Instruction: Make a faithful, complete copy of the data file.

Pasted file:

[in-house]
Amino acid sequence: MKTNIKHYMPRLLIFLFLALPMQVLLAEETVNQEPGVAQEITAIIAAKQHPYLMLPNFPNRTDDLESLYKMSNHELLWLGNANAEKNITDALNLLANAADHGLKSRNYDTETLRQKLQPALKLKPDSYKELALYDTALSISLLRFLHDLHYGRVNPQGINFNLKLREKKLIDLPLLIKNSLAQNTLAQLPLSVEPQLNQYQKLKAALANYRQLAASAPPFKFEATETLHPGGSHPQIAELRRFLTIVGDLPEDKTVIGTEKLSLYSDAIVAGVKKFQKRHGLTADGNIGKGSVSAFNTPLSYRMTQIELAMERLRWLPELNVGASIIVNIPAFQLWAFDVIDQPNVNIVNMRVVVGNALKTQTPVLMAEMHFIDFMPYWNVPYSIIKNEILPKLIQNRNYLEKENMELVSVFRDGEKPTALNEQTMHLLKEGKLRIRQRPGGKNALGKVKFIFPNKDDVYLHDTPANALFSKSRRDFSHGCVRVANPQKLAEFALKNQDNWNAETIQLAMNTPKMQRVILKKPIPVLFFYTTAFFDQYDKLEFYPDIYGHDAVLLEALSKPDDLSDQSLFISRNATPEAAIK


[in-house]
Amino acid sequence: MKTNIKHYMPRLLIFLFLALPMQVLLAEETVNQEPGVAQEITAIIAAKQHPYLMLPNFPNRTDDLESLYKMSNHELLWLGNANAEKNITDALNLLANAADHGLKSRNYDTETLRQKLQPALKLKPDSYKELALYDTALSISLLRFLHDLHYGRVNPQGINFNLKLREKKLIDLPLLIKNSLAQNTLAQLPLSVEPQLNQYQKLKAALANYRQLAASAPPFKFEATETLHPGGSHPQIAELRRFLTIVGDLPEDKTVIGTEKLSLYSDAIVAGVKKFQKRHGLTADGNIGKGSVSAFNTPLSYRMTQIELAMERLRWLPELNVGASIIVNIPAFQLWAFDVIDQPNVNIVNMRVVVGNALKTQTPVLMAEMHFIDFMPYWNVPYSIIKNEILPKLIQNRNYLEKENMELVSVFRDGEKPTALNEQTMHLLKEGKLRIRQRPGGKNALGKVKFIFPNKDDVYLHDTPANALFSKSRRDFSHGCVRVANPQKLAEFALKNQDNWNAETIQLAMNTPKMQRVILKKPIPVLFFYTTAFFDQYDKLEFYPDIYGHDAVLLEALSKPDDLSDQSLFISRNATPEAAIK